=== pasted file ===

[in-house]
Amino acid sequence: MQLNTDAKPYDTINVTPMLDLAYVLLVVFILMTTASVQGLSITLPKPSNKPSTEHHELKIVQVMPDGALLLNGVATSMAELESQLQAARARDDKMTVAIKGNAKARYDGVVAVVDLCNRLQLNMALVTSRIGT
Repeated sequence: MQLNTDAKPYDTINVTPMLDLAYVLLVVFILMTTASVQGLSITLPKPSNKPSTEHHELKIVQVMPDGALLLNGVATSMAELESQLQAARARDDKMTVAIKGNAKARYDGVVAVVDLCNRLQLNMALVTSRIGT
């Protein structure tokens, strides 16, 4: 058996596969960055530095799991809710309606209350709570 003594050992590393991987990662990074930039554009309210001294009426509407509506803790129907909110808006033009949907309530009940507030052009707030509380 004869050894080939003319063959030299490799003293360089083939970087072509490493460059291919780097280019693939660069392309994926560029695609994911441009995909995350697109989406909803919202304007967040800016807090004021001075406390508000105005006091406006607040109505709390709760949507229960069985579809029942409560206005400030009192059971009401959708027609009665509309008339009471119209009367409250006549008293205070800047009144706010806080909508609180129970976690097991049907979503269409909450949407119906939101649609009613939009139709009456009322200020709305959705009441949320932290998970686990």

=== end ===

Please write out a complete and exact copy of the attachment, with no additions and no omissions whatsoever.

[in-house]
Amino acid sequence: MQLNTDAKPYDTINVTPMLDLAYVLLVVFILMTTASVQGLSITLPKPSNKPSTEHHELKIVQVMPDGALLLNGVATSMAELESQLQAARARDDKMTVAIKGNAKARYDGVVAVVDLCNRLQLNMALVTSRIGT
Repeated sequence: MQLNTDAKPYDTINVTPMLDLAYVLLVVFILMTTASVQGLSITLPKPSNKPSTEHHELKIVQVMPDGALLLNGVATSMAELESQLQAARARDDKMTVAIKGNAKARYDGVVAVVDLCNRLQLNMALVTSRIGT
């Protein structure tokens, strides 16, 4: 058996596969960055530095799991809710309606209350709570 003594050992590393991987990662990074930039554009309210001294009426509407509506803790129907909110808006033009949907309530009940507030052009707030509380 004869050894080939003319063959030299490799003293360089083939970087072509490493460059291919780097280019693939660069392309994926560029695609994911441009995909995350697109989406909803919202304007967040800016807090004021001075406390508000105005006091406006607040109505709390709760949507229960069985579809029942409560206005400030009192059971009401959708027609009665509309008339009471119209009367409250006549008293205070800047009144706010806080909508609180129970976690097991049907979503269409909450949407119906939101649609009613939009139709009456009322200020709305959705009441949320932290998970686990």